The Dollar If McCain Wins

August 26, 2008

It’s hard to pick up a newspaper these days without finding an article on Obama’s vulnerability in the November election.  That’s a bad sign for the Democrats, especially since articles about McCain’s vulnerability are not so prevalent.  Press hype is often grounded in fact but nonetheless has a way of magnifying the momentum.  With Labor Day just six days away, the Democrats should listen to Yogi: “It gets late awfully early out here.”  Within 3 weeks, opinion polls will have to be taken very seriously.  I can’t say I am totally surprised that the Democrats do not seem headed for a landslide win despite the mishaps of Bush43.  My posting on April 23rd, Democratic Party Follies, foretold that an easy rout would not be in the cards.

This piece is not intended as a political prognostication, however.  My interest here is to say, okay McCain wins.  Then what happens to the dollar?  The major assumption that I make at this stage is that McCain has short coattails. The election is turning into an assessment of Obama’s fitness for the presidency at this stage of his life.  While surveys that pit McCain against Obama are close, voters continue to have a preference for policies espoused by the Democrats, according to other polls, and that suggests that the Democrats will extend their leads in both the House and Senate whether or not Obama wins the presidency.  So I assume that McCain governs with a hostile Congress.  It will be a throwback to 1995-6 only with a reversal of roles.  Stalemate is not necessarily a bad thing, but neither is it necessarily good.  It was often beneficial for the U.S. economy and for the dollar when Clinton was president.  Stalemate in the Carter years, on the other hand, was toxic.  Investors and analysts have to ask what will stalemate prevent, and what will it keep?  How stalemate is perceived boils down to the economic context in which it occurs.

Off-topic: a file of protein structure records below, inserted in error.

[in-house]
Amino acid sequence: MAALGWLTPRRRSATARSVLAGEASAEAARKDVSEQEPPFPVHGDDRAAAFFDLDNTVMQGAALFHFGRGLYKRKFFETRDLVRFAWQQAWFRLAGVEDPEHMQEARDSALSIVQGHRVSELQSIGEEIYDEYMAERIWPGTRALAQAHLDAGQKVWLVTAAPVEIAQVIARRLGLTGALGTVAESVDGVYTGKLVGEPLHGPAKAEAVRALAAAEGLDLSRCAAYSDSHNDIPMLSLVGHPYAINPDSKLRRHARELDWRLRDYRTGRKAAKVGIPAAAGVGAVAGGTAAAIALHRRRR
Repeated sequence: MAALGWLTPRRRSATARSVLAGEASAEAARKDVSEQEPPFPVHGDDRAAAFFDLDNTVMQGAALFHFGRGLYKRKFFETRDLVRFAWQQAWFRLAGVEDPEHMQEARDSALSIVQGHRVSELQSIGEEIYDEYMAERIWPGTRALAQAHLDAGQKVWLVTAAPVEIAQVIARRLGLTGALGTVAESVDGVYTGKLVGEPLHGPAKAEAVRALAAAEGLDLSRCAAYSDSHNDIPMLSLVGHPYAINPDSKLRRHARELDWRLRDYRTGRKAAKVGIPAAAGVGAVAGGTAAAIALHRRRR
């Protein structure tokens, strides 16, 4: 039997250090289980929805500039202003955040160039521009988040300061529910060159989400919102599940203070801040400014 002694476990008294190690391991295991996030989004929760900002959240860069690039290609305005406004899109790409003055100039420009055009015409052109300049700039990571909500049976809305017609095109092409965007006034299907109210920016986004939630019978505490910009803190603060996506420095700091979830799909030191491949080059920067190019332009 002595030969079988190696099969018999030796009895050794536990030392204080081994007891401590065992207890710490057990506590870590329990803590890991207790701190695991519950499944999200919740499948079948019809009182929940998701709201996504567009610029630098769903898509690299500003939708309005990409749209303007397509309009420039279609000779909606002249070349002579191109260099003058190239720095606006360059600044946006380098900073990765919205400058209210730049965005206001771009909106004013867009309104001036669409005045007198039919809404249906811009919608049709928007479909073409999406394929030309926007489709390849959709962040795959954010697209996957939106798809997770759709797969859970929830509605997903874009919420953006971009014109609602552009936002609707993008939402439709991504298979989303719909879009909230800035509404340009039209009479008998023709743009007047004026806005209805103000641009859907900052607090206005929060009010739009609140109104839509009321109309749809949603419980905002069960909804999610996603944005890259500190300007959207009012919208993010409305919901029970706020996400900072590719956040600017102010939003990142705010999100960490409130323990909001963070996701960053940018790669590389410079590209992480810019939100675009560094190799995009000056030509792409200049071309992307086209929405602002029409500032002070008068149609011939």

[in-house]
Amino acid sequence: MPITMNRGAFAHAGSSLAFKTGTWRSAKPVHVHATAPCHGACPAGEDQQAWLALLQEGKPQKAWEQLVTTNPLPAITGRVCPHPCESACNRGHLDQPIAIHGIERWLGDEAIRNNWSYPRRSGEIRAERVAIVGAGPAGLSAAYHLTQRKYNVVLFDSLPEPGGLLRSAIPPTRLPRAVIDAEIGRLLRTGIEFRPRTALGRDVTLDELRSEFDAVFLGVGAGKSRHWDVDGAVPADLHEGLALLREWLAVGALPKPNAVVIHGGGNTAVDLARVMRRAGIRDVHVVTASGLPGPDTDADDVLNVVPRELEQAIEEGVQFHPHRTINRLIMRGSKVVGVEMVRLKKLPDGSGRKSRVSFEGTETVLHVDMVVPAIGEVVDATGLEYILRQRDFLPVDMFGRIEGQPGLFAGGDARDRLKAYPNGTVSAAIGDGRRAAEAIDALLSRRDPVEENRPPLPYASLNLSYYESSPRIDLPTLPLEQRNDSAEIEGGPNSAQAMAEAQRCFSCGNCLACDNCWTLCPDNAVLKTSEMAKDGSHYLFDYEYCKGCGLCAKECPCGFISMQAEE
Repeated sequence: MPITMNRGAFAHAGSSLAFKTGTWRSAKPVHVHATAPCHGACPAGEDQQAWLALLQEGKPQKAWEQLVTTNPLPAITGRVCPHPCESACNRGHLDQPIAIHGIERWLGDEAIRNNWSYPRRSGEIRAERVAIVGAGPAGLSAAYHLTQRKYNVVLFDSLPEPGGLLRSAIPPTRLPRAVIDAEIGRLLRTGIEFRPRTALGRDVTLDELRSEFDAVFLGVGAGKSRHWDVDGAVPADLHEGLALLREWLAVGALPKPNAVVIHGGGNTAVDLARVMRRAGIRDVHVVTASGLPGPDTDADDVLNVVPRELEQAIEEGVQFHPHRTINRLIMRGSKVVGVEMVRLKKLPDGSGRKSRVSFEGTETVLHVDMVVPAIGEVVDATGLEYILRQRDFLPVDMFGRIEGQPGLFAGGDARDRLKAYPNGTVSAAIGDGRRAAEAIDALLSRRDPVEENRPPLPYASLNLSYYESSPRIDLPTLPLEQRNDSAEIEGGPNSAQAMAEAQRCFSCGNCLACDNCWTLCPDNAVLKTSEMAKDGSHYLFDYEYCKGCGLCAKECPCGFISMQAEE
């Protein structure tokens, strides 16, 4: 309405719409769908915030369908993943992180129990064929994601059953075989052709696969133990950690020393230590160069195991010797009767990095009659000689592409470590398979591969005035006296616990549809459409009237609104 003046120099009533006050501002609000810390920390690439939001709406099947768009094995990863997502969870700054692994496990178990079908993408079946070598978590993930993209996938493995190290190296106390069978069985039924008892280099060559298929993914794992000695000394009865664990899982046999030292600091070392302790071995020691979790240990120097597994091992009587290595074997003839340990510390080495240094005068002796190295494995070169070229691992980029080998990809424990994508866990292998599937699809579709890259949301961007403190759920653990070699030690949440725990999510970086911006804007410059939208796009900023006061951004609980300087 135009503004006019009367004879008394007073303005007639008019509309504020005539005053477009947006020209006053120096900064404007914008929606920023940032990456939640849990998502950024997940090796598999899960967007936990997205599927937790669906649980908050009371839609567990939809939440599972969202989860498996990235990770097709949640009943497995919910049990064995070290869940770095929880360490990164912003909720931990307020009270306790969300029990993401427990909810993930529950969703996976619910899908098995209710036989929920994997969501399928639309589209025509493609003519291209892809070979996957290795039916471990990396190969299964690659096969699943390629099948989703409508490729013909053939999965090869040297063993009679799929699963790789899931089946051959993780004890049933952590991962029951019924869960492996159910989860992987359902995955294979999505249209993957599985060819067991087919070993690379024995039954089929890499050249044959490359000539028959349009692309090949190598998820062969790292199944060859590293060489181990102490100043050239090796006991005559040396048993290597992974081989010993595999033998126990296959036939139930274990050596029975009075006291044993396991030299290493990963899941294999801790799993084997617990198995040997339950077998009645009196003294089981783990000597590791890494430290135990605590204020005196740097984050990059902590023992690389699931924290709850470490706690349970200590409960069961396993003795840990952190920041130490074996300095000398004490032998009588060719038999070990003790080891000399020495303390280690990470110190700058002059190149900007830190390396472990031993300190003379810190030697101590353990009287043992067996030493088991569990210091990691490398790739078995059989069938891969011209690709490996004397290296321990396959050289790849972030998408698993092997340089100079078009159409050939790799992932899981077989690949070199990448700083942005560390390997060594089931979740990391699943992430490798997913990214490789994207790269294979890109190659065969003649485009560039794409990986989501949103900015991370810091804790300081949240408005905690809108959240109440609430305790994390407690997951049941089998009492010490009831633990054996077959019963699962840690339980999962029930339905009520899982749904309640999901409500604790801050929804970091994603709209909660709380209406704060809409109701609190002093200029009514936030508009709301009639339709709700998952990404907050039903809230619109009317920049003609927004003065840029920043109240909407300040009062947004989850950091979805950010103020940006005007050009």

McCain wants freer trade and deeper tax cuts.  He’s right on globalization, and the dollar would perform better if Washington accepted freer trade but also promoted U.S. competitiveness.  However, the Congress will not go along with McCain’s vision on trade policy, even if he uses the bully pulpit to make his case.  Tax policy will be even more contentious between the White House and Congress.  McCain probably will get some of his agenda but not virtually all of it as Reagan and Bush43 managed to do.  Reagan’s policy increased the Federal deficit and real interest rates, which were also lifted by the countervailing weight of a much tighter monetary policy than we will see next year.  Bush43’s tax cuts led to weaker economic growth than Reagan achieved.  More importantly, Bush43 oversaw weaker growth than Clinton, who engineered higher taxes.  When McCain assumes power, America will already have a deficit problem that is getting worse.  Tellingly, the tax cuts made in Bush’s first term when there was a Federal surplus had a much better effect on growth than this year’s rebates as the economy was teetering and with a big deficit.  I suspect the economy will be only moderately responsive to tax cuts next year.

Stalemate inevitably begets compromise and concessions. A monumental shift in 2009 as occurred in 1981 or 2001 is doubtful.  The policy side of fiscal changes will have less impact on the dollar than what the Fed does.  Monetary officials have acknowledged the need to be aggressive in normalizing interest rates once downside growth risks are manageable.  But so far, rhetoric has been far, far more hawkish than action by the Bernanke Fed.  Unless inflation persistently surpasses what officials expect, a repeat of 1994-5 when the funds rate was doubled to 6% in 12 months is unlikely.  The acid test will be if the central bank is willing to move rates upward in increments greater than 25 basis points. Ironically, the dollar probably does better if U.S. inflation proves stickier in receding.  That would force the Fed to move forcefully.

One of the most important elements to the dollar’s performance early in a McCain Presidency would be the attitude of the new administration toward the dollar.  We know the Treasury Secretary will not be Henry Paulson, but we do not know who that person will be.  Would Robert Rubin reprise his role from the Clinton Presidency?  That would be a brilliant appointment, avoiding rookie mistakes and demonstrating McCain’s willingness to work with a Democratic Party-controlled Congress.  But is this thoughtful wishing or just wishful thinking?   The fact is the identity of the Treasury Secretary will not be known until late this year at the earliest, and dollar policy will be learned only over many months when markets have a chance to hear what is said and see what is done.  A risk exists that this whole area of governance will bore McCain and simply get neglected.  By his own admission, foreign policy and national defense are McCain’s preferred cups of tea.  It’s hard to get terribly excited about dollar prospects in 2009 unless the Fed takes full aim on restoring credibility and sub-2% inflation.

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